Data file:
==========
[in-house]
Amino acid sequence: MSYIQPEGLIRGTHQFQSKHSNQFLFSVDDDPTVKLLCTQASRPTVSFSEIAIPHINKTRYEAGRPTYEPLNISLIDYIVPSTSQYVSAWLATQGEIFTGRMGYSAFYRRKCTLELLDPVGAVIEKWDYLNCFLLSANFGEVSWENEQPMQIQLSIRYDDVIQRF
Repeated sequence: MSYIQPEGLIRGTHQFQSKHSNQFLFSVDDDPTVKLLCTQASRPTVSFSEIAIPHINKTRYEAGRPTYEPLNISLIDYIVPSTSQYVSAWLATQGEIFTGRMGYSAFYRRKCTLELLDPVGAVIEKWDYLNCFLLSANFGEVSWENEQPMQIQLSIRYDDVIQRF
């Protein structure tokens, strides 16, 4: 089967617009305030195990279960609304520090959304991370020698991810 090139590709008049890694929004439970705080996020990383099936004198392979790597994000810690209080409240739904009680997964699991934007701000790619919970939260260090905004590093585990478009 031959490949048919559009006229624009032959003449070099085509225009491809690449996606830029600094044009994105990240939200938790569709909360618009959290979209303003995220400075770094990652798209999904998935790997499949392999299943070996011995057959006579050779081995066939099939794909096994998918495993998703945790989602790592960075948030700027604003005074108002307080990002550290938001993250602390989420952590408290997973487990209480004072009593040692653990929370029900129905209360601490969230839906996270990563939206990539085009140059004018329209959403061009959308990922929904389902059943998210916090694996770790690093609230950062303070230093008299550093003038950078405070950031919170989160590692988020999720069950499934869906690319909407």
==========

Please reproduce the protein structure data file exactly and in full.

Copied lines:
[in-house]
Amino acid sequence: MSYIQPEGLIRGTHQFQSKHSNQFLFSVDDDPTVKLLCTQASRPTVSFSEIAIPHINKTRYEAGRPTYEPLNISLIDYIVPSTSQYVSAWLATQGEIFTGRMGYSAFYRRKCTLELLDPVGAVIEKWDYLNCFLLSANFGEVSWENEQPMQIQLSIRYDDVIQRF
Repeated sequence: MSYIQPEGLIRGTHQFQSKHSNQFLFSVDDDPTVKLLCTQASRPTVSFSEIAIPHINKTRYEAGRPTYEPLNISLIDYIVPSTSQYVSAWLATQGEIFTGRMGYSAFYRRKCTLELLDPVGAVIEKWDYLNCFLLSANFGEVSWENEQPMQIQLSIRYDDVIQRF
């Protein structure tokens, strides 16, 4: 089967617009305030195990279960609304520090959304991370020698991810 090139590709008049890694929004439970705080996020990383099936004198392979790597994000810690209080409240739904009680997964699991934007701000790619919970939260260090905004590093585990478009 031959490949048919559009006229624009032959003449070099085509225009491809690449996606830029600094044009994105990240939200938790569709909360618009959290979209303003995220400075770094990652798209999904998935790997499949392999299943070996011995057959006579050779081995066939099939794909096994998918495993998703945790989602790592960075948030700027604003005074108002307080990002550290938001993250602390989420952590408290997973487990209480004072009593040692653990929370029900129905209360601490969230839906996270990563939206990539085009140059004018329209959403061009959308990922929904389902059943998210916090694996770790690093609230950062303070230093008299550093003038950078405070950031919170989160590692988020999720069950499934869906690319909407």